Rhetoric is usually treated as “formulation of language for readers” (Rivkin & Ryan, 2017, p. 127), especially through borrowing and arranging more established traditional patterns of communication for effective persuasion (Corbett, 1990; McQuail, 1987; Rapp, 2002). In this dominant view of rhetoric, following rhetorical traditions, attention to audience, and desire for persuasion outweigh interest in the social, political, and power relational factors that impact the formation of rhetorical patterns and shape genres. From this perspective, rhetoric is calculated and crafted by writers, who are assumed to have a significant amount of control over constructing rhetorical structures.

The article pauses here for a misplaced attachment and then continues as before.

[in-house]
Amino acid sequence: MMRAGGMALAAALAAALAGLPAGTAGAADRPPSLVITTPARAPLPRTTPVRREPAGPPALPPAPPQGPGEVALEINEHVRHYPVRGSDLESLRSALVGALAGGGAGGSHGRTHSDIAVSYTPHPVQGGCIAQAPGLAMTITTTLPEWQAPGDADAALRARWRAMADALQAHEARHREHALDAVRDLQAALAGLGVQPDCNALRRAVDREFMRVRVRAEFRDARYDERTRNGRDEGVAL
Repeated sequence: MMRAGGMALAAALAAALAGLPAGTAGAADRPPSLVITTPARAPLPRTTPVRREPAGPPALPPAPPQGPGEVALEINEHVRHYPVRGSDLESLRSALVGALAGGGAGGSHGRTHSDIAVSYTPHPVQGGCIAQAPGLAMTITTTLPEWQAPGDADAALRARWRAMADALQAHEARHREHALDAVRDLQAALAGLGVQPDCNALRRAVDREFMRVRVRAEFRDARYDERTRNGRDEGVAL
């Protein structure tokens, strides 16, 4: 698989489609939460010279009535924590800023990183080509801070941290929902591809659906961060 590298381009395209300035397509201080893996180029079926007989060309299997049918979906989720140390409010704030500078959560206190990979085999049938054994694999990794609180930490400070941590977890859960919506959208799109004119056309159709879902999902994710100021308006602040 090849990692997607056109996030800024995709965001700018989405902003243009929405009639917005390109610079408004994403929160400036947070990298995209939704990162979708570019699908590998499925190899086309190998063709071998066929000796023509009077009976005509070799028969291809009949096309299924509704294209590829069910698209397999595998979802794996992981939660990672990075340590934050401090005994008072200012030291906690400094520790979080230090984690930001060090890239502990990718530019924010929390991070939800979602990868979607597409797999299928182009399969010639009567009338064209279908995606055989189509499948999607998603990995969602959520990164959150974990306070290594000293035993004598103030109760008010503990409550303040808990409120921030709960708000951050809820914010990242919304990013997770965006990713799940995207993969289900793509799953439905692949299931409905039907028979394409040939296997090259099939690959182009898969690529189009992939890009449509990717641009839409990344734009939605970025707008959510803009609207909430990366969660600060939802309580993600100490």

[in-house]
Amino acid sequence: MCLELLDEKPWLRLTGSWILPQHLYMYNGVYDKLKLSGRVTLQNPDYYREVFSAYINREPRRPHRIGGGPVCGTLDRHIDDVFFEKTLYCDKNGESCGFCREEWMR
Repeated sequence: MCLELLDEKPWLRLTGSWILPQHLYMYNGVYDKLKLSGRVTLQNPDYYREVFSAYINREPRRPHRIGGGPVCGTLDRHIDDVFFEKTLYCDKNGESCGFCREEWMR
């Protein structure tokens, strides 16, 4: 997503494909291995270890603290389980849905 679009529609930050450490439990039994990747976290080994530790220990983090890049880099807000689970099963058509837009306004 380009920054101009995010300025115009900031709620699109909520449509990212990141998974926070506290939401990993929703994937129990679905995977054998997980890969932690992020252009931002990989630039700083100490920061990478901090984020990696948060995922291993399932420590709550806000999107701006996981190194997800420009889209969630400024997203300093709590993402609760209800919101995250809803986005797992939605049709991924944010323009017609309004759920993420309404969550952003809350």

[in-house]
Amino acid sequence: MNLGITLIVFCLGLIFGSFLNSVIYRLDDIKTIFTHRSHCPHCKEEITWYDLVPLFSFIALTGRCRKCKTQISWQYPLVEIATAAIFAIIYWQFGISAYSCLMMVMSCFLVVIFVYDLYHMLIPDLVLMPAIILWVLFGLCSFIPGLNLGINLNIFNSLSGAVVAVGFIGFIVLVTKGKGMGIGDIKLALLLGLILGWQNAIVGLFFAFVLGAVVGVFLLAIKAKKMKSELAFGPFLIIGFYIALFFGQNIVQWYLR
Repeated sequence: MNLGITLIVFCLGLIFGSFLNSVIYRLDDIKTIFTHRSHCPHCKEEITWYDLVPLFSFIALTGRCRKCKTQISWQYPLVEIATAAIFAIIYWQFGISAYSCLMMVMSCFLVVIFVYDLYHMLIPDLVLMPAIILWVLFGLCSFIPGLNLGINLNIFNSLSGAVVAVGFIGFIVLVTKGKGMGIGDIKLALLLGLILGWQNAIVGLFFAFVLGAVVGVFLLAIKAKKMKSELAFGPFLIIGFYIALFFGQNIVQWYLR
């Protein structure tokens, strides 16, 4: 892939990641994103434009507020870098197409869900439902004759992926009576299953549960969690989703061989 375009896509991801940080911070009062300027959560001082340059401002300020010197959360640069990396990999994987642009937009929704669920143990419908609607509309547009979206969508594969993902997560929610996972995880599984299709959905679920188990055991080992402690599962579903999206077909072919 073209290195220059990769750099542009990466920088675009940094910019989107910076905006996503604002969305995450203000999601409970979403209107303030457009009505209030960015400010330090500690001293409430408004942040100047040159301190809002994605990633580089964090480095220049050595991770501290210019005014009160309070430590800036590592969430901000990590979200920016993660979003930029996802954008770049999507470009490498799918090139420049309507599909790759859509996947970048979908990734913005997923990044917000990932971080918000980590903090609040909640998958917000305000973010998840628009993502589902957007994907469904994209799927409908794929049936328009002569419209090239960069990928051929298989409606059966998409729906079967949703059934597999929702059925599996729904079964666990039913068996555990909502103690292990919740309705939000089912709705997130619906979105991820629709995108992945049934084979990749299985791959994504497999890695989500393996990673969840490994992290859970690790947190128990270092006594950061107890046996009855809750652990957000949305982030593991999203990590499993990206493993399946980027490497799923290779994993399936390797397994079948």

In contrast with this dominant view, there are alternative research and theoretical trends in writing studies which highlight how the contextual layers of writing have a determining impact on rhetorical arrangements and textual genres beyond communicators’ power, control, or sometimes consciousness. Scholars, for instance, have written about the role of gender in writing (Alexander & Gibson, 2004; Jarratt, 2001), imagining individual and public identities through rhetoric (Browne, 2012), employing literacy as a form of activism (Simon & Campano, 2013), rhetoric as imagined construction for giving voice (Grumet, 1990), the connection between economics and written genres (Freedman & Smart, 1997), and the relation between technology and writing (Warschauer, 2007). Another possible way to examine how and to what extent sociocultural, political, historical, and technological contexts determine rhetorical and genre practices is focusing on sample texts created in times of crisis. In a crisis, rhetorical flexibility is not considered an experimental act, but a necessity for responding to unexpected or undesired circumstances. Creating and disseminating text through a crisis period would require separation from rhetorical and dissemination traditions and thus can reveal how societal, power relational, and technological circumstances create genres.